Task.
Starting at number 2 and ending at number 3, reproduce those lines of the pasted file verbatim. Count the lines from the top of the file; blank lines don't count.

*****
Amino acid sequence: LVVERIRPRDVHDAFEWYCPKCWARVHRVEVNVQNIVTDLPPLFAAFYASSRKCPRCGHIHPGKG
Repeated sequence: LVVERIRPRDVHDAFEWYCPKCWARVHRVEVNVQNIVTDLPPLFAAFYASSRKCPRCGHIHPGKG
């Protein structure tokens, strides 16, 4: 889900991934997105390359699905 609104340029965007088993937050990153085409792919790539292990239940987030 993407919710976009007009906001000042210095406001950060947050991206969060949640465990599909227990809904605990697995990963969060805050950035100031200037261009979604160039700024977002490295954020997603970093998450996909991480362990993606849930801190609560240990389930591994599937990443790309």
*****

Repeated sequence: LVVERIRPRDVHDAFEWYCPKCWARVHRVEVNVQNIVTDLPPLFAAFYASSRKCPRCGHIHPGKG
């Protein structure tokens, strides 16, 4: 889900991934997105390359699905 609104340029965007088993937050990153085409792919790539292990239940987030 993407919710976009007009906001000042210095406001950060947050991206969060949640465990599909227990809904605990697995990963969060805050950035100031200037261009979604160039700024977002490295954020997603970093998450996909991480362990993606849930801190609560240990389930591994599937990443790309």